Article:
The red-bellied piranha or red piranha (Pygocentrus nattereri) is a species of piranha native to South America, found in the Amazon River Basin, coastal rivers of northeastern Brazil, and the basins of the Paraguay and Paraná. The red-bellied piranha has a popular reputation as a ferocious predator, despite being primarily scavengers. As their name suggests, red-bellied piranhas have a reddish tinge to the belly when fully grown, although juveniles are a silver colour with darker spots. They grow to a maximum length of 33 centimetres (13 in) and a weight of 3.5 kilograms (7.7 lb). Females can be distinguished from males by the slightly deeper red color of their bellies.
Pygocentrus nattereri encompasses a larger geographic area than any other piranha species, covering much of the Neotropical region. When red-bellied piranhas are introduced to other parts of the American continent, there are usually negative consequences for the local fish fauna, partially due to its generally aggressive behavior. This aggressive behavior is sometimes marked by the acoustic sounds they produce.
The red-bellied piranha is not a migratory species, but does search for conditions conducive to reproduction during seasons of increased rainfall. Red-bellied piranhas are omnivores and primarily foragers. They feed on insects, fish, plants, and organic debris.
Diet and Feeding Behavior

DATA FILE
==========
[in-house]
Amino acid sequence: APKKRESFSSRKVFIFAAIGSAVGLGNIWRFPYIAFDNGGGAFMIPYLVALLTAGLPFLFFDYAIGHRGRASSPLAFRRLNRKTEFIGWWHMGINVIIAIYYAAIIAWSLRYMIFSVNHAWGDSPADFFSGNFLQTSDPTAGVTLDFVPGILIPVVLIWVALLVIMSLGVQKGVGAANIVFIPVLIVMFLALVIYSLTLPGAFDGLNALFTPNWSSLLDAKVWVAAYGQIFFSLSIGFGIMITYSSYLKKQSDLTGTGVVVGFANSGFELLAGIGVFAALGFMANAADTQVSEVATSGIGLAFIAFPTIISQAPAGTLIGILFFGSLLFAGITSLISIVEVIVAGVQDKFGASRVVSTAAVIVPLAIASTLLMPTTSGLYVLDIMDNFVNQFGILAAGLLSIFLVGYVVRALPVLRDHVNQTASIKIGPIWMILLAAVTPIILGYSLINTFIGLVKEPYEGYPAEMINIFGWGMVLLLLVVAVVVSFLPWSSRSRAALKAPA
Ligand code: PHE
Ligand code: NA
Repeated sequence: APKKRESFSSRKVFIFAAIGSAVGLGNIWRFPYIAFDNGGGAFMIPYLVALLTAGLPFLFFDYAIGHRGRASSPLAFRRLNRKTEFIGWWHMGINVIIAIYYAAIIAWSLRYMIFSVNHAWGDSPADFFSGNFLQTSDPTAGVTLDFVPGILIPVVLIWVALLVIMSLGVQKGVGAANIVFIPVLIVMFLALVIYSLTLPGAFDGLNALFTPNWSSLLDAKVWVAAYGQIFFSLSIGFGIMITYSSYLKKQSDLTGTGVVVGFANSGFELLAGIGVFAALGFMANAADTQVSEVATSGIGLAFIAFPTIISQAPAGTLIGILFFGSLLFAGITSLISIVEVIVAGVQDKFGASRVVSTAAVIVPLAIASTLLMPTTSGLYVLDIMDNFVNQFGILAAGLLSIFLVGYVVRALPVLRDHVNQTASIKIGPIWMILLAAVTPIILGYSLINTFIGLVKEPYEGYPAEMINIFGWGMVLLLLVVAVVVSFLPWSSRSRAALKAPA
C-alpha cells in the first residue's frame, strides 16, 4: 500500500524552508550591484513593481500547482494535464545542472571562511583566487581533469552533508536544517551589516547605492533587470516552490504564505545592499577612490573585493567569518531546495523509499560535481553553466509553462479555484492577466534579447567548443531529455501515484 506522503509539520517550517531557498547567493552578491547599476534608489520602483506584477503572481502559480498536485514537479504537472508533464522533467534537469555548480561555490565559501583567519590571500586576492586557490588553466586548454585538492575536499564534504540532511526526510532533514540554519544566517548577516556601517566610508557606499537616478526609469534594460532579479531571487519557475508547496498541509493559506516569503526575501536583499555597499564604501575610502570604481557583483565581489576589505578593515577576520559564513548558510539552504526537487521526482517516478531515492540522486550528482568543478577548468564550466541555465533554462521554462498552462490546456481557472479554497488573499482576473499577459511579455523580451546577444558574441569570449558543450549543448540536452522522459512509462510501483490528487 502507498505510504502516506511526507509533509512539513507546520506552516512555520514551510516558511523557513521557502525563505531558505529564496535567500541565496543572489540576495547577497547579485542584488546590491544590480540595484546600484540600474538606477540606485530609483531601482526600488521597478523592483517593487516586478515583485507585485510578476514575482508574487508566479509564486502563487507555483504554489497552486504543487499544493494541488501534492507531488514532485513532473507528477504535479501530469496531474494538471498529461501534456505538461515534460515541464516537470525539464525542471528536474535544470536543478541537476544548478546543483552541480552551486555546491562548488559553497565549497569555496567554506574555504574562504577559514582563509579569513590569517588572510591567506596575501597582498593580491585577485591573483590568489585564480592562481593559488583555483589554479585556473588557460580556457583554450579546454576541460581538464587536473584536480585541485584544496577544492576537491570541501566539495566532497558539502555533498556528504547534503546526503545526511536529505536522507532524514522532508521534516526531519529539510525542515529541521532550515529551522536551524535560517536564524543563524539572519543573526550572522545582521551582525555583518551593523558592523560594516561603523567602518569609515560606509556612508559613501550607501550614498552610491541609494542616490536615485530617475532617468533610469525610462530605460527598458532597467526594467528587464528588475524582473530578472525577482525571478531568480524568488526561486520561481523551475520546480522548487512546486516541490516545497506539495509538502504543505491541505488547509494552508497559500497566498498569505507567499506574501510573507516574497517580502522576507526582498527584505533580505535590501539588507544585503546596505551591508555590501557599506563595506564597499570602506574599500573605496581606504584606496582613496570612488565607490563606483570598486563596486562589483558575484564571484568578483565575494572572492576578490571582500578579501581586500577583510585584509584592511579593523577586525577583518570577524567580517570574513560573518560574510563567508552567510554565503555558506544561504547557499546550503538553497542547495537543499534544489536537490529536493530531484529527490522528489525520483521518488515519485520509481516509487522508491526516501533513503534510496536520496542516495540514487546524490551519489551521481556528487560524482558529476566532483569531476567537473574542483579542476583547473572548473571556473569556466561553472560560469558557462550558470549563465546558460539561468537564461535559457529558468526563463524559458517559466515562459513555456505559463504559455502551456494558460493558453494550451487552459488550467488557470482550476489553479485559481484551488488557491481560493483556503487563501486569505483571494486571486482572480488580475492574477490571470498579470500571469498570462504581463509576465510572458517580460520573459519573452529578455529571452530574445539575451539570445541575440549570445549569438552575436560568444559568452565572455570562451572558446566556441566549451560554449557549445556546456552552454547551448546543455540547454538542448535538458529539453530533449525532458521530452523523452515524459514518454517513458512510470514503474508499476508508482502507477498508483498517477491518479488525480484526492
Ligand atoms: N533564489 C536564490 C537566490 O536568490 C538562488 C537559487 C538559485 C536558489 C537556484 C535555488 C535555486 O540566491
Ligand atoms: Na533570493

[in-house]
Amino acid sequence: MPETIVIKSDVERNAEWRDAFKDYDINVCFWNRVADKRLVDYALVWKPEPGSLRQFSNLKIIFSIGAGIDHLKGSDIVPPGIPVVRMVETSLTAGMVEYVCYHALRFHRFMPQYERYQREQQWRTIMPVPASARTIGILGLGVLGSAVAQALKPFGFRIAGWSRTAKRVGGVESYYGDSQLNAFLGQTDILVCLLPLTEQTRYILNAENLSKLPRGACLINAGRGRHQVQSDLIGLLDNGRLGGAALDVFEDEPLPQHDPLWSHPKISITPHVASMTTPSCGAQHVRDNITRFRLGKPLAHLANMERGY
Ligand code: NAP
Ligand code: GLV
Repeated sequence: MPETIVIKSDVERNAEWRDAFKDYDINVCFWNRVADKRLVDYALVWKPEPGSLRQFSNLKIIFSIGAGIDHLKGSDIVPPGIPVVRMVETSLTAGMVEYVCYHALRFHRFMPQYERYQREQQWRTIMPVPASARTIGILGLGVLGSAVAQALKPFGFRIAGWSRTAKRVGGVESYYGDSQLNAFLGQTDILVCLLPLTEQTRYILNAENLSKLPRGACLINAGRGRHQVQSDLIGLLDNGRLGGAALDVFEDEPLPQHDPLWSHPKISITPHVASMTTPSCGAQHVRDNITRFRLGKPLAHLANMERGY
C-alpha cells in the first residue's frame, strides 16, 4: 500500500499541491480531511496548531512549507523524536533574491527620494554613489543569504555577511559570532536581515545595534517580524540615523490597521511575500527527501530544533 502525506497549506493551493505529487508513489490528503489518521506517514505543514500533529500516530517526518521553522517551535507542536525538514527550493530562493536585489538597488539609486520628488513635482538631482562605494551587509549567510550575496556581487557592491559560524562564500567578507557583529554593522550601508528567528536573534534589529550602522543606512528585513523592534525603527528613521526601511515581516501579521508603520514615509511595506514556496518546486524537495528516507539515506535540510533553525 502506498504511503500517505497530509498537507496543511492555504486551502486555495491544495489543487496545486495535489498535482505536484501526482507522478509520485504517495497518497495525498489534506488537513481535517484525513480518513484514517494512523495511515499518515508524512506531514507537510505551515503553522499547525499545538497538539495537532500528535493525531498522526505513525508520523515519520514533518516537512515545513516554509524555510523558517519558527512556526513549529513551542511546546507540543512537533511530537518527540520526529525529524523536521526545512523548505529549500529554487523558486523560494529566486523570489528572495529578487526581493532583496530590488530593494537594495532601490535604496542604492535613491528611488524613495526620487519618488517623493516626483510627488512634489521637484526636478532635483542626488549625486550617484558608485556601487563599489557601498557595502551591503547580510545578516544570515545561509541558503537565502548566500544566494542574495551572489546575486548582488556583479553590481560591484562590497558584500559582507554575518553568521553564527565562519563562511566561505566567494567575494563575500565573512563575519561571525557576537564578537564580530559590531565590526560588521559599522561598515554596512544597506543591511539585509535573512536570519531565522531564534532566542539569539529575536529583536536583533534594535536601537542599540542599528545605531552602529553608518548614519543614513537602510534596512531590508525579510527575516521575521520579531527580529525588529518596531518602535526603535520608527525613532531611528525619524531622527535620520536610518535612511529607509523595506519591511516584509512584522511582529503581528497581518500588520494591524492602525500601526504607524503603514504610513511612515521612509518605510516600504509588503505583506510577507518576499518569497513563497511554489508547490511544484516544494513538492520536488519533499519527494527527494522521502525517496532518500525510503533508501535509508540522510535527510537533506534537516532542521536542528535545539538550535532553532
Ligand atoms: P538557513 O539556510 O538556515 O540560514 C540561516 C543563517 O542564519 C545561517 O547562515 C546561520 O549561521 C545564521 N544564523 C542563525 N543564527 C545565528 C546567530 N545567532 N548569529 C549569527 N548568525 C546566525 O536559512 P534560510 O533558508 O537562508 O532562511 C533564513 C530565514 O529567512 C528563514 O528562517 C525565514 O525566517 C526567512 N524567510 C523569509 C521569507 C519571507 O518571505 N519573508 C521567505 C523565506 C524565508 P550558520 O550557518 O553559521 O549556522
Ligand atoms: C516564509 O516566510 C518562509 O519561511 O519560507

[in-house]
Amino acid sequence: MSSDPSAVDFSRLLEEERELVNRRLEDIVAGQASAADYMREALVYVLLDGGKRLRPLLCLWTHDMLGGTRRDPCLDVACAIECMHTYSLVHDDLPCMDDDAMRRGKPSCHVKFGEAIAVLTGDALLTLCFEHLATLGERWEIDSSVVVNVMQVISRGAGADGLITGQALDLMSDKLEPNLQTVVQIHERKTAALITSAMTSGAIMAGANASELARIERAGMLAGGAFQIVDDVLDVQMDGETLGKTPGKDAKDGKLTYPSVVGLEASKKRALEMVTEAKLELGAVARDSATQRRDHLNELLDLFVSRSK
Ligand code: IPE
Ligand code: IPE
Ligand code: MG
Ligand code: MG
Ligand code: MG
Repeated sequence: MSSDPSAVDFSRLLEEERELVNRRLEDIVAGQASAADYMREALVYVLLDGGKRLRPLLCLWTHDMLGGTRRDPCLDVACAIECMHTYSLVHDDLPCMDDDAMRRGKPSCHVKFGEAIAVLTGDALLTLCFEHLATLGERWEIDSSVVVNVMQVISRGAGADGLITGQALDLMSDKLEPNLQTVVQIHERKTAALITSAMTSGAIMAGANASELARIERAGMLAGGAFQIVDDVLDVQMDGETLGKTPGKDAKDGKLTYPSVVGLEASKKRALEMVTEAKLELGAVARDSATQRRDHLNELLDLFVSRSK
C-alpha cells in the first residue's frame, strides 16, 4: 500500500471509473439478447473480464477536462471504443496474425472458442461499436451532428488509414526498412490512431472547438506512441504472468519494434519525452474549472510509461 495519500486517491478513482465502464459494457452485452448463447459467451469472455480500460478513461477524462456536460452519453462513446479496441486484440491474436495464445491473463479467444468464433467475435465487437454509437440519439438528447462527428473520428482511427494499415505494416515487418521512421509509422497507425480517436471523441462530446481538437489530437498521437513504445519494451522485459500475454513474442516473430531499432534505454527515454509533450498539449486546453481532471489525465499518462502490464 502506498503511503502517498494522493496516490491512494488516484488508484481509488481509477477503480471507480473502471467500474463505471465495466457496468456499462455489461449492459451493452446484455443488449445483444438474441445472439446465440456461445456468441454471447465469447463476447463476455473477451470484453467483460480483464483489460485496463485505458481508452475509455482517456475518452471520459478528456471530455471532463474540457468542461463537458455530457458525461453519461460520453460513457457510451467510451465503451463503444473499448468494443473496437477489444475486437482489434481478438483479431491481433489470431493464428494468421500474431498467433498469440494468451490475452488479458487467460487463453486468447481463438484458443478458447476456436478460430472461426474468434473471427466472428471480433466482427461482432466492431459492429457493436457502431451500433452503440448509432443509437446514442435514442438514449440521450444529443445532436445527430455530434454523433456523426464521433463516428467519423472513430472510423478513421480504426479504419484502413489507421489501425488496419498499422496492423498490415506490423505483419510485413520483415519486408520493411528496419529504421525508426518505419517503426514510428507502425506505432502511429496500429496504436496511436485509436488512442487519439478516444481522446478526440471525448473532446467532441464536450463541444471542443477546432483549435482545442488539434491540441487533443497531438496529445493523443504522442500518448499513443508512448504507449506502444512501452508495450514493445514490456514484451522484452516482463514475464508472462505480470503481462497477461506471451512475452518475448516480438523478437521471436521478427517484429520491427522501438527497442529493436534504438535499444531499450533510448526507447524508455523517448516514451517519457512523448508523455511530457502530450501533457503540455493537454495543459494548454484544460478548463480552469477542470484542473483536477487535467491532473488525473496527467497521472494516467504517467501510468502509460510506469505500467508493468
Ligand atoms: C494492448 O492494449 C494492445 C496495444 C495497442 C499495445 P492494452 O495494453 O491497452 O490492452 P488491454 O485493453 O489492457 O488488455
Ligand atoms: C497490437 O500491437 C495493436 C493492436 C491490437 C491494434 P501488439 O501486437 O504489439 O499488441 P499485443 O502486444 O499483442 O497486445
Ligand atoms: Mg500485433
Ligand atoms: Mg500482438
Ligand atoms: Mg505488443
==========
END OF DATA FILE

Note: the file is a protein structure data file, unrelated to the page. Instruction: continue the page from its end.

The typical diet of red-bellied piranhas includes insects, worms, crustaceans, and fish. Despite the piranha’s reputation as a dangerous carnivore, it is actually primarily scavengers and foragers, and will mainly eat plants and insects during the rainy season when food is abundant. They also tend to only feed on weak, injured, dying, or dead animals in the wild. Red-bellied piranhas do not stay in groups in order to pack-hunt for larger animals, but instead group for protection against predators.
Foraging methods vary throughout the different stages of a piranha's life. Smaller fish will search for food during the day, while larger fish will forage at dawn, in the late afternoon, and in the early evening. Throughout the day, the fish lurk in dark areas and ambush their prey. The piranha may also catch prey by hunting and chasing, where it will lie hidden in the vegetation until its prey swims by. The piranha will then capture its prey. When scavenging, the piranha will eat a wide variety of food, ranging from pieces of debris, insects, snails, fish fins and scales, and plants.
The breeding habits of piranhas in nature are mostly unknown, with most spawning research being done in aquaria. Piranhas are usually able to breed by the time they are one year old. Female piranhas will lay several thousand eggs near water plants, onto which the eggs stick. The males then fertilize the eggs. After just two to three days the eggs will hatch, and the juvenile piranhas will hide in the plants until they are large enough to defend themselves.